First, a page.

Mary Wells, considered the “Queen of Motown,” is one of the first singers responsible for defining the genre’s legendary sound in the 1960’s. She had an incredible amount of momentum entering the music industry, and likely would have outdone herself over the years had she not faced some of the struggles that she did. Even so, she had a variety of firsts and paved the way for not only women in the industry, but other Motown artists as well.
Mary Esther Wells started singing as a child. She was so good that by the age of 10 she was performing at nightclubs. (The 1940’s were different times indeed.) Despite being locally well received as a child singer, she initially thought she’d like to be a scientist, until she heard about the success of other local musicians and decided going pro might be for her as a songwriter.
After she was confident that she had a hit on her hands, the teen boldly approached Tamla Records’ Berry Gordy at a nightclub and told him that she had penned a tune he might be interested in. Berry asked her to sing the song to him and pretty much immediately signed the 17-year-old to the Motown subsidiary of Tamla as a vocalist. Her first single, “Bye Bye Baby,” hit the number eight spot on the 1961 R&B charts and landed on the pop singles chart.
From there, she started setting records with her catchy soulful-pop sound. Later on that same year, she became the first woman to have a Top 40 pop single with “I Don’t Want to Take a Chance.” Then she became the first Motown star to be nominated for a Grammy Award when “You Beat Me to the Punch” received a nod in the Best Rhythm & Blues Recording category.
By 1962 she became the first female solo artist to have three consecutive Top 10 singles on the pop chart. Two years later her song, “My Guy” also peaked on the UK charts, making her an international star. The Beatles caught wind of her talent, and proclaimed that she was their favorite American singer. They later asked her to come on tour with them, making Wells the first Motown star to ever perform in the UK.
While Wells’s career was flourishing, she was struggling with some technical aspects of her label contract on the back end. Wells found out that some of the money from “My Guy” was being used to promote The Supremes. Not being able to come to an agreement with Motown, she left the label that propelled her to stardom. It took some time to work out the details, but she was released by the label in 1965. However, in doing so, she had to agree to forfeit all royalties from her past work.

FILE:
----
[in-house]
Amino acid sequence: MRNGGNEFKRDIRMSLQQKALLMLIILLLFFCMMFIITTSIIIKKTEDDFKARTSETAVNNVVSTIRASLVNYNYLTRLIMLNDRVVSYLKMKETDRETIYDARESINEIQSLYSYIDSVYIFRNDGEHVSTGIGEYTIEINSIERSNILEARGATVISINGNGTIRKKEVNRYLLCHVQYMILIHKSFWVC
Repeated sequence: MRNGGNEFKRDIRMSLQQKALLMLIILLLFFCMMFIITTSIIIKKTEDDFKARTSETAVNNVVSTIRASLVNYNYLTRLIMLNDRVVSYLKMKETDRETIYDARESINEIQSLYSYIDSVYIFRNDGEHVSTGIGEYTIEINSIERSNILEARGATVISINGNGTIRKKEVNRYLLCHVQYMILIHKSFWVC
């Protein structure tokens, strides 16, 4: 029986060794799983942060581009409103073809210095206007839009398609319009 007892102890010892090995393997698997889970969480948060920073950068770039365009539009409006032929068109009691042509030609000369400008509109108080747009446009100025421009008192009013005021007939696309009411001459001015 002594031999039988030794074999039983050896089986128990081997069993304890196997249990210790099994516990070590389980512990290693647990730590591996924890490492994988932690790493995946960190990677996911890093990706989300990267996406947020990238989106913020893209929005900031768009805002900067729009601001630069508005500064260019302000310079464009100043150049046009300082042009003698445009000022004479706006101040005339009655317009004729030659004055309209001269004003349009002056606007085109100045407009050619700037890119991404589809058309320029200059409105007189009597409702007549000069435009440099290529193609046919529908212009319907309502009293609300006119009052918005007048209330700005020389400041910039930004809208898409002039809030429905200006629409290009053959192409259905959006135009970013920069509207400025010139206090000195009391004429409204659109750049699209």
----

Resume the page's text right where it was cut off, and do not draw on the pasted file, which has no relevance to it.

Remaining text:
Wells immediately signed a new contract with 20th Century Fox Records, but her first album flopped. Rumors circulated about whether or not it was due to Motown paying radio stations to not play her new music. From there on out there were a variety of labels and a few hits. It was in 1990 when Wells was diagnosed with laryngeal cancer and subsequently forced to retire her voice for good. Without health insurance, the cancer treatments literally took her of house and home.
While Wells didn’t have the financial support leftover from her Motown years, she did have the emotional support. When the news of her struggle got out musicians like Diana Ross, Mary Wilson, Martha Reeves, and The Temptations jumped at the chance to help. Following that ordeal, she attempted to sue Motown for a million dollars, agreeing on a three-figure settlement. Just a year later she passed away at the age of 49.
You can’t help but think that Wells’s success was cut short in a number of ways, but her contributions to the music industry are undeniable. While the song “My Guy” was inducted into the Grammy Hall of Fame, the singer has yet to be inducted into the Rock & Roll Hall of Fame.